A weekend report from The Denver Post suggested that future Hall-of-Fame quarterback Peyton Manning was expected to announce his retirement soon, but the Broncos and Manning’s camp quickly refuted the notion that the signal-caller had made that decision yet. Agent Tom Condon reiterated that stance during an appearance on 104.3 The Fan in Denver on Wednesday.
“To tell you the truth, I know that Peyton has not decided,” Condon said, per Michael David Smith of Pro Football Talk.
Although Manning may not have announced – or made – his decision, the winning quarterback of Super Bowl 50 made a lengthy speech at a fundraising event in Florida on Wednesday, and Jeff Darlington of NFL Media suggests, during an interview on PFT Live, that Manning sounded like a player who doesn’t want to call it a career quite yet.
“He did talk in present tense when he’s talking about his career,” Darlington said, per Smith. “He sounds like a guy who still wants to play. He does not sound like a guy who is a week away from retirement.”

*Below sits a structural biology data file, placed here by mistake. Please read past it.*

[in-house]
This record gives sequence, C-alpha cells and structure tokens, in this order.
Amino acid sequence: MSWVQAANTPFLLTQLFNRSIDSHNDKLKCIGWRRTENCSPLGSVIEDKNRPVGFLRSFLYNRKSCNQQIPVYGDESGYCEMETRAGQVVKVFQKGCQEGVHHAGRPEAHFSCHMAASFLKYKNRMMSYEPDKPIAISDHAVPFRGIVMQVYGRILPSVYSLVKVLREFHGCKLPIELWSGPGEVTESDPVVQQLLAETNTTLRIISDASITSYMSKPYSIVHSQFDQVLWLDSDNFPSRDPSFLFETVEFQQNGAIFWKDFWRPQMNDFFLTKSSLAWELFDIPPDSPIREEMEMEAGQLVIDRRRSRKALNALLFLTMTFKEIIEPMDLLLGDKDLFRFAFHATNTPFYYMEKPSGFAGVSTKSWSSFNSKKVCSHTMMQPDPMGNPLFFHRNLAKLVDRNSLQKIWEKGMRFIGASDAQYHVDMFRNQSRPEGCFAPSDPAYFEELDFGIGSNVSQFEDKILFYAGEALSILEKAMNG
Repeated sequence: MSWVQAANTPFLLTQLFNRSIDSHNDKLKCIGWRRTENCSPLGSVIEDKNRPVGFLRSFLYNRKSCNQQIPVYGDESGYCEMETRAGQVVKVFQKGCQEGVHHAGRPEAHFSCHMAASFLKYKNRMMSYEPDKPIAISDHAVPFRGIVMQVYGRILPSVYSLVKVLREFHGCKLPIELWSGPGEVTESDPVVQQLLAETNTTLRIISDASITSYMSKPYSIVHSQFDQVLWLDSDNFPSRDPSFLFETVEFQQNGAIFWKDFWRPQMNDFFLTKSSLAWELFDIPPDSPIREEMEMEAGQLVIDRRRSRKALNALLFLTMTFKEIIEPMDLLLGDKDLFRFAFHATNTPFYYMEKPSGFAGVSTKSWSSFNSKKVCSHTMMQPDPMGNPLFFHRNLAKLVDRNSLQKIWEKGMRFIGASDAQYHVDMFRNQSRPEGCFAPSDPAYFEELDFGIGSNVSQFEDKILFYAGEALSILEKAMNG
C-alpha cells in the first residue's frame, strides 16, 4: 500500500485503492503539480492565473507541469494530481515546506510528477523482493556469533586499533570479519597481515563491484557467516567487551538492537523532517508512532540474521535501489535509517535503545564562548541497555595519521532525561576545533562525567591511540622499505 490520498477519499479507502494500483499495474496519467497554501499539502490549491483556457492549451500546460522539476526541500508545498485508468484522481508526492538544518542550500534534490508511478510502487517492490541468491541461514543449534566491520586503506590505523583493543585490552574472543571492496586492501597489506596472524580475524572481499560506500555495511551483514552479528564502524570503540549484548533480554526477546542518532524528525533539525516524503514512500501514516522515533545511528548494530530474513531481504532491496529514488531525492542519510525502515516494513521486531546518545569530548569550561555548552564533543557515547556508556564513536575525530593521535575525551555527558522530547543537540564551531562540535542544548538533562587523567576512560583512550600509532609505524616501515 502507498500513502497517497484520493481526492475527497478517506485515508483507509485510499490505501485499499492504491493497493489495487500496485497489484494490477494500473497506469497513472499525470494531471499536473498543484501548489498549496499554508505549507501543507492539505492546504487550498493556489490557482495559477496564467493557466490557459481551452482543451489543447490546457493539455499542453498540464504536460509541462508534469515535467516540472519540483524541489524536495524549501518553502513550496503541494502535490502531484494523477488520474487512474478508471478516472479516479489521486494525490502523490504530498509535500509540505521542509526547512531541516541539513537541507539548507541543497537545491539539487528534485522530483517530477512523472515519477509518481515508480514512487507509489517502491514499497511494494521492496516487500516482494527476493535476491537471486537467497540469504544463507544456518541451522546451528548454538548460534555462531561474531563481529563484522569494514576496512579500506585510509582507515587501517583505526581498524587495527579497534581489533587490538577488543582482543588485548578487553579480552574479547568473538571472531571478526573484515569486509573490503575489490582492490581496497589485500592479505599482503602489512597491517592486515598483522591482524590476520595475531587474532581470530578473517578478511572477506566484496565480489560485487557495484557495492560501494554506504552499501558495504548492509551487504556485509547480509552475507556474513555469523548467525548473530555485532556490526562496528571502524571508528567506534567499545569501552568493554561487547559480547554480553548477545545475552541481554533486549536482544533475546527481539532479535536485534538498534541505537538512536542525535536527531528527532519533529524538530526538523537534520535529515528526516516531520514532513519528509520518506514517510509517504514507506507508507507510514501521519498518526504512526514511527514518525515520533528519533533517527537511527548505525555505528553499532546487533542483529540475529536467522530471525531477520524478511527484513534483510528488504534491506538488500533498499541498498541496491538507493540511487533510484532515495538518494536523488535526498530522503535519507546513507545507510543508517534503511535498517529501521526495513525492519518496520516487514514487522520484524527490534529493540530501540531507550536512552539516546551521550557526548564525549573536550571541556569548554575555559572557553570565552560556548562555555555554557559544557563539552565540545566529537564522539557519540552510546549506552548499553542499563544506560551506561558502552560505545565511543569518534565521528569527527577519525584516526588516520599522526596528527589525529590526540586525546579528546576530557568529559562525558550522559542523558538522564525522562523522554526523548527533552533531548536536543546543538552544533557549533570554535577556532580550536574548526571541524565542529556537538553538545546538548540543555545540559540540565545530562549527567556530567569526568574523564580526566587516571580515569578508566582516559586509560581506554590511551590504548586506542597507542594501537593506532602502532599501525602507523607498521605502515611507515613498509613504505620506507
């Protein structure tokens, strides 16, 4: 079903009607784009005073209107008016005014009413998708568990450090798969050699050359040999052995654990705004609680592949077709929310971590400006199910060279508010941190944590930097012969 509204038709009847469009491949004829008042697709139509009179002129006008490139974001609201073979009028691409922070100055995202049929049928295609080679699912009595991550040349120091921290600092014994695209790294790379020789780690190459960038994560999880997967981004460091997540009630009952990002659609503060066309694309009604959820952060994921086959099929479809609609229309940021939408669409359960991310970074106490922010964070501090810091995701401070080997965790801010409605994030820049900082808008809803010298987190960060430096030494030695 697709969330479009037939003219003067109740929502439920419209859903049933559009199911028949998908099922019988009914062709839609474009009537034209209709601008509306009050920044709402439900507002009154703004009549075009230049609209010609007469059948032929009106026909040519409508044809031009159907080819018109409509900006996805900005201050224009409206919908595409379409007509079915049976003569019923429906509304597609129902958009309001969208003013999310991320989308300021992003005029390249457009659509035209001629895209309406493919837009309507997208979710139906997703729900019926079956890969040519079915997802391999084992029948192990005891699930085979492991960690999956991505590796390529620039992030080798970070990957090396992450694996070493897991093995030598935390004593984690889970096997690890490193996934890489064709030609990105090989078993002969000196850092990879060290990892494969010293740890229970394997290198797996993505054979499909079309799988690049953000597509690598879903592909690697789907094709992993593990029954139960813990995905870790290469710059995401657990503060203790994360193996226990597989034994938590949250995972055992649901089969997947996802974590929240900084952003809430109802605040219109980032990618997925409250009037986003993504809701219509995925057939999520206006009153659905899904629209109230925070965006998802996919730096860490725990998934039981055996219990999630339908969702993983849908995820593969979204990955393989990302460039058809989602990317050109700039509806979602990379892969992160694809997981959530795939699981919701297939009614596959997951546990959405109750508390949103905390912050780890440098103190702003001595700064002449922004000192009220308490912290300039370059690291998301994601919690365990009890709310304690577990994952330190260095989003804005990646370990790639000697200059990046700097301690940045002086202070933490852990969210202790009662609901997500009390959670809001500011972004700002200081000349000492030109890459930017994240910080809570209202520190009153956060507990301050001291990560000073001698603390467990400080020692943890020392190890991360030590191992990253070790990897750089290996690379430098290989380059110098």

As Darlington and others try to read between the lines to determine Manning’s outlook, the quarterback himself is “angry” about recent reports on his retirement and on an incident with trainer Jamie Naughright that occurred at the University of Tennessee two decades ago, according to Jason Cole of Bleacher Report (video link). Manning has yet to publicly address the re-emergence of that story, but Cole hears from a source close to the QB that Manning feels as if he’s being pushed into retirement.
If Manning does want to keep playing, or if he postpones his retirement decision beyond next Tuesday, it appears extremely likely that the Broncos will cut him before his $19MM salary for 2016 becomes guaranteed on March 9th. In that case, the former first overall pick would have the freedom to sign elsewhere now or later, though it remains to be seen how aggressively other teams would pursue him.
According to Cole, the Rams, Texans, and Jets are among the clubs that might have interest in Manning if he opts not to retire and becomes available, but Cole classifies that interest as “tepid at best.”
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